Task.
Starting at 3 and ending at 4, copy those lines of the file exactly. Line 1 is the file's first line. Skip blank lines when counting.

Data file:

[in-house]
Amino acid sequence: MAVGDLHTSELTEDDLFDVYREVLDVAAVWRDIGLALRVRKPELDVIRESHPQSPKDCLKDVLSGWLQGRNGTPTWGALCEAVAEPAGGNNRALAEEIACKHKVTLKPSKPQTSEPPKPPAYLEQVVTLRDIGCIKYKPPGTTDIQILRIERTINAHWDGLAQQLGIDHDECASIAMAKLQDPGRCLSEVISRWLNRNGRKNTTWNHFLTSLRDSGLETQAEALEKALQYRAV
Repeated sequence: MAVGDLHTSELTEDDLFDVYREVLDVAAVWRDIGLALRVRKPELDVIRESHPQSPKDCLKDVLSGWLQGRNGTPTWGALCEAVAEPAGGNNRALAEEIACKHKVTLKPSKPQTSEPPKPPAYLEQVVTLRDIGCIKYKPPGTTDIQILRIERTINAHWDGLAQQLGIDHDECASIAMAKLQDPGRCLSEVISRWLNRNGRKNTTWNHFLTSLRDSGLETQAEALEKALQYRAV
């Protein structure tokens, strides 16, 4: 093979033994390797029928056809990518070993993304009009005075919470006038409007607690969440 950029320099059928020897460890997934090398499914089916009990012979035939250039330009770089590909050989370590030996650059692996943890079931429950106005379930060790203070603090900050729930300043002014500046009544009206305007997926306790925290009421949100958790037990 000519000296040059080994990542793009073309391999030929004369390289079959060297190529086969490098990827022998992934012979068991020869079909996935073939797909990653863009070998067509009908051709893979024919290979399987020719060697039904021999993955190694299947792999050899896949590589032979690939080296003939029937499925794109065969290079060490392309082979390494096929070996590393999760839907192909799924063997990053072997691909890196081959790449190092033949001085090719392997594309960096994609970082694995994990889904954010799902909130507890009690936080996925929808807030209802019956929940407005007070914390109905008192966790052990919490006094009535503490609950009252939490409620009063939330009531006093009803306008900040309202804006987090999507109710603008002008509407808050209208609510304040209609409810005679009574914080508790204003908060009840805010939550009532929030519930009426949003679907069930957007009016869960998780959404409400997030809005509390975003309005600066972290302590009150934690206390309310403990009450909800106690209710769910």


Repeated sequence: MAVGDLHTSELTEDDLFDVYREVLDVAAVWRDIGLALRVRKPELDVIRESHPQSPKDCLKDVLSGWLQGRNGTPTWGALCEAVAEPAGGNNRALAEEIACKHKVTLKPSKPQTSEPPKPPAYLEQVVTLRDIGCIKYKPPGTTDIQILRIERTINAHWDGLAQQLGIDHDECASIAMAKLQDPGRCLSEVISRWLNRNGRKNTTWNHFLTSLRDSGLETQAEALEKALQYRAV
């Protein structure tokens, strides 16, 4: 093979033994390797029928056809990518070993993304009009005075919470006038409007607690969440 950029320099059928020897460890997934090398499914089916009990012979035939250039330009770089590909050989370590030996650059692996943890079931429950106005379930060790203070603090900050729930300043002014500046009544009206305007997926306790925290009421949100958790037990 000519000296040059080994990542793009073309391999030929004369390289079959060297190529086969490098990827022998992934012979068991020869079909996935073939797909990653863009070998067509009908051709893979024919290979399987020719060697039904021999993955190694299947792999050899896949590589032979690939080296003939029937499925794109065969290079060490392309082979390494096929070996590393999760839907192909799924063997990053072997691909890196081959790449190092033949001085090719392997594309960096994609970082694995994990889904954010799902909130507890009690936080996925929808807030209802019956929940407005007070914390109905008192966790052990919490006094009535503490609950009252939490409620009063939330009531006093009803306008900040309202804006987090999507109710603008002008509407808050209208609510304040209609409810005679009574914080508790204003908060009840805010939550009532929030519930009426949003679907069930957007009016869960998780959404409400997030809005509390975003309005600066972290302590009150934690206390309310403990009450909800106690209710769910």